A UC Irvine graduate student is working with UCI Associated Graduate Students (AGS) to renegotiate part of UCI’s sustainable transportation incentive policy, which he argues encourages loopholes for certain students to receive free parking permits, while denying the same incentives to those in different departments.
Kevin Lerman, a graduate student at UC Irvine’s School of Law, initiated contact with UCI Associated Graduate Students (AGS) and UCI’s Transportation and Distribution Services in Aug. 2015 after being denied his renewal of UCI’s sustainable transportation incentive program, which he had qualified for in previous years.
The incentive program allows UCI graduate students who either live on campus or are employed by UCI to redeem up to five free one-day parking permits each month in exchange for walking or biking to campus during the rest of the month.
The incentive program is a “support program” for UCI’s shift to sustainable transportation, which has gained traction over the past 30 years — currently, “approximately 65 percent of staff and undergraduate students commute sustainably, 75 percent of graduate students commute sustainably and 88 percent of faculty commute sustainably,” according to Nancy Mazmanian, Senior Manager of Special Projects and Strategic Initiatives for UCI Transportation.
Lerman, who lives off-campus and has biked to campus throughout graduate school, says that UCI denied him eligibility for the incentive program this year because he is not an “employed” graduate student — even though, traditionally, law students do not seek employment through their school.
“We don’t do work like many PhD students, but we are still required to be on campus. and our choice of sustainable commuting methods is desired by the university and the state,” says Lerman.
Upon reaching out to UCI Transportation and Distribution regarding an exemption for law students, Lerman learned that some graduate departments exploit loopholes in the sustainable transportation program by registering their students as “0 percent” part-time employees, so that they may register for parking incentives as “employees” without actually working for the school.
“The graduate students who are able to participate in the program must have employee appointments (0 percent plus) on the UCI campus,” explained Sustainable Transportation Supervisor Ramon Zavala to Lerman in an email. “If a UCI graduate student is on fellowship and thus doesn’t show up as an employee, my program will sometimes petition the department to place them as a 0 percent employee in the HR system. Not all departments are willing to do this.”
The UCI School of Law, Lerman’s case demonstrates, is not as willing to make exceptions as other UCI departments are. With no outside input, it is up to each department’s discretion to decide whether they will log students as “0 percent employees” and allow their graduate students to take advantage of the sustainable transportation incentive program.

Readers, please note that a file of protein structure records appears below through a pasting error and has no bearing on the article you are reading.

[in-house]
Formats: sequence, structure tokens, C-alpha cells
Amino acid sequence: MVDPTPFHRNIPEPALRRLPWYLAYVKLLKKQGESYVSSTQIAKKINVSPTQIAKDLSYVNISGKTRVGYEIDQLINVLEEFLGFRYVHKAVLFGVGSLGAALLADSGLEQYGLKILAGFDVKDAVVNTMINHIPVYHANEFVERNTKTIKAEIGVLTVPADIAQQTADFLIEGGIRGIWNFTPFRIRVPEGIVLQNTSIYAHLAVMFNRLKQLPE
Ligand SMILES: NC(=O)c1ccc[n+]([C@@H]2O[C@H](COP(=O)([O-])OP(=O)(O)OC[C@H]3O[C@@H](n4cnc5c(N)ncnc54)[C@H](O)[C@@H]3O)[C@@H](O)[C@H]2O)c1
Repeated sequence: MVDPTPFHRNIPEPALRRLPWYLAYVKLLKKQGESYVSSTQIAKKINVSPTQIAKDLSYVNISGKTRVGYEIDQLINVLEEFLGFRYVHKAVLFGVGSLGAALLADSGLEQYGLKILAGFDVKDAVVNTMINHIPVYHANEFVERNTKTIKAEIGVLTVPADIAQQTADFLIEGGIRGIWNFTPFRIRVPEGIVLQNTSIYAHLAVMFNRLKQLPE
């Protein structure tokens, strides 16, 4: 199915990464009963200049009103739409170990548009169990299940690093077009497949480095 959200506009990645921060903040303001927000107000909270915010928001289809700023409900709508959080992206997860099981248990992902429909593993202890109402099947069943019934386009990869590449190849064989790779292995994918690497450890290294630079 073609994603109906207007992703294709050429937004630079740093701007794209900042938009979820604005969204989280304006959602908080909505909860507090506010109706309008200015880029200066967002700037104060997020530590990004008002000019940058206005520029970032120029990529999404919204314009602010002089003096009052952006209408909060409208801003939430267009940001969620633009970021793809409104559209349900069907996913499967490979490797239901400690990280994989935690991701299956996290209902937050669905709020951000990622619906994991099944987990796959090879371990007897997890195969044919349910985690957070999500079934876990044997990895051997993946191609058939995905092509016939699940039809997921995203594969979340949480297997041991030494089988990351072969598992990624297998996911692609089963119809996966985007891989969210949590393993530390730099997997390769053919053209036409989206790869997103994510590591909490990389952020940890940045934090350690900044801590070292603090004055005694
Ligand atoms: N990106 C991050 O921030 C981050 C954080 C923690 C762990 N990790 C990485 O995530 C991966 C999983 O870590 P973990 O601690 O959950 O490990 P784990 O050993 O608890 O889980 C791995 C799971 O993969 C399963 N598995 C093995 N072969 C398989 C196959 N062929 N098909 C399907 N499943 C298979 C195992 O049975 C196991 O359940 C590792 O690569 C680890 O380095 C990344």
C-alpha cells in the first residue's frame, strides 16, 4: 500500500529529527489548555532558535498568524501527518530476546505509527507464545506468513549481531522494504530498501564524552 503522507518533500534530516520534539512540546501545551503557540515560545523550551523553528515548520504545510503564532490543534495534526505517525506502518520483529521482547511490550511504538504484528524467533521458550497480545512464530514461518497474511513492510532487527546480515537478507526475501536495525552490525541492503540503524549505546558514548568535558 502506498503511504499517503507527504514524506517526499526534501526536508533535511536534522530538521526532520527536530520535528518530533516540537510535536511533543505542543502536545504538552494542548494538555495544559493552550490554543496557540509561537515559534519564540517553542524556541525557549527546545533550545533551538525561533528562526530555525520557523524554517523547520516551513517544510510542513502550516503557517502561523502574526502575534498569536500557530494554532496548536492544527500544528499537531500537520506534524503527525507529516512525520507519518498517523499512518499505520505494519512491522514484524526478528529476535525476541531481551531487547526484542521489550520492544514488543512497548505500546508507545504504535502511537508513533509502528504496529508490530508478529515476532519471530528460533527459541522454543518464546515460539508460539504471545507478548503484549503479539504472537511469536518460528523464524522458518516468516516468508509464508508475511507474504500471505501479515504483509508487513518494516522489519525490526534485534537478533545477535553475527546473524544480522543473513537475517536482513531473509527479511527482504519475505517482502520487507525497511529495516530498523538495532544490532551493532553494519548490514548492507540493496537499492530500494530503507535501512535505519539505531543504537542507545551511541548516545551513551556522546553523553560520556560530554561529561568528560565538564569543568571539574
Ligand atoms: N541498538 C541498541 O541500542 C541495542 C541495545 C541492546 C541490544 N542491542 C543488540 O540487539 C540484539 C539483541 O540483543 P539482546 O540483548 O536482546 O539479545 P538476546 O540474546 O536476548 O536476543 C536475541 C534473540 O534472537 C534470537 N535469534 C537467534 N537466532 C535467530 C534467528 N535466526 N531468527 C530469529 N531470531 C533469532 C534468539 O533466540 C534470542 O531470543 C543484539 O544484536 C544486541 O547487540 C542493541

Zavala noted, however, that graduate students can qualify for the incentive program even if they are not UCI employees, as long as they live on-campus, as a result of a longstanding agreement with AGS.
“[The agreement] functions similar to the Sustainable Transportation program, is administered by the Sustainable Transportation program, but is not the Sustainable Transportation program,” said Zavala. “This agreement allows for any graduate student living in Palo Verde, Verano Place, or one of the ACC communities to receive similar parking incentives … regardless of employee appointment, and is intended specifically to facilitate graduate research on the UCI campus. This agreement is reviewed and approved on a yearly basis by AGS.”
Lerman argues that this current system is “near-useless” and should be re-negotiated with AGS.
“Why would I need this benefit if I lived on-campus? I would just walk to class,” he says.
Lerman contacted AGS after UCI Transportation urged him to turn to them for solutions.
“But when I told AGS and had AGS bring up my concerns, Parking was inflexible, suggesting students focus their energy on getting departments to grant them faux employee statuses,” said Lerman.
Lerman plans to continue working with AGS to renegotiate their policy on sustainable transportation incentives for graduate students, and to ensure that all graduate students can benefit equally from the program. He hopes that more students will take advantage of the program if it becomes fairer and more accessible.
“Why would we have a policy discouraging and not supporting this?” asked Lerman.